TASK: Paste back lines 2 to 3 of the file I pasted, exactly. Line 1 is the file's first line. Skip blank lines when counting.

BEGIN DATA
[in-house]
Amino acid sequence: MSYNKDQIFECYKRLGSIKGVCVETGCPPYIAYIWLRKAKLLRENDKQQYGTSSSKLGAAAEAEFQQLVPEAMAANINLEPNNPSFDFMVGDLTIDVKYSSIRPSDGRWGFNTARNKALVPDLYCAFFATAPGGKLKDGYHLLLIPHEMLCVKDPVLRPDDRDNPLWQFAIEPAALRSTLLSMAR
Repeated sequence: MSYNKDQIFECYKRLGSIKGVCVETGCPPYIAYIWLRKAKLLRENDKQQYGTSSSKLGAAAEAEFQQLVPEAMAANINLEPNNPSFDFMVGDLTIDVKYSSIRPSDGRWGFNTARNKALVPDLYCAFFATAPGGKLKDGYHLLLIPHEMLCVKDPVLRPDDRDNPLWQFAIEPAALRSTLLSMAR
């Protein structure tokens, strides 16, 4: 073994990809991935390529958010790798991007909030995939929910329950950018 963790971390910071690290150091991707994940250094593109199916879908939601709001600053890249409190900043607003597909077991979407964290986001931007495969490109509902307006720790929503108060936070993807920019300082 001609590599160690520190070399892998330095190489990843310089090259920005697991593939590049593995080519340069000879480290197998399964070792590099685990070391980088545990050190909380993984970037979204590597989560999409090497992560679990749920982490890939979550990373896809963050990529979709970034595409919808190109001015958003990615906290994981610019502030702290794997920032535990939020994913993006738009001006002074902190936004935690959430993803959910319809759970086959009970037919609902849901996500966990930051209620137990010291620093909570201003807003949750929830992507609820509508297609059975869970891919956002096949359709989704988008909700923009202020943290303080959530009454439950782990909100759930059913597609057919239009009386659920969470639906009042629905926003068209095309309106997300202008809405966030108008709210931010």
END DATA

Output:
Amino acid sequence: MSYNKDQIFECYKRLGSIKGVCVETGCPPYIAYIWLRKAKLLRENDKQQYGTSSSKLGAAAEAEFQQLVPEAMAANINLEPNNPSFDFMVGDLTIDVKYSSIRPSDGRWGFNTARNKALVPDLYCAFFATAPGGKLKDGYHLLLIPHEMLCVKDPVLRPDDRDNPLWQFAIEPAALRSTLLSMAR
Repeated sequence: MSYNKDQIFECYKRLGSIKGVCVETGCPPYIAYIWLRKAKLLRENDKQQYGTSSSKLGAAAEAEFQQLVPEAMAANINLEPNNPSFDFMVGDLTIDVKYSSIRPSDGRWGFNTARNKALVPDLYCAFFATAPGGKLKDGYHLLLIPHEMLCVKDPVLRPDDRDNPLWQFAIEPAALRSTLLSMAR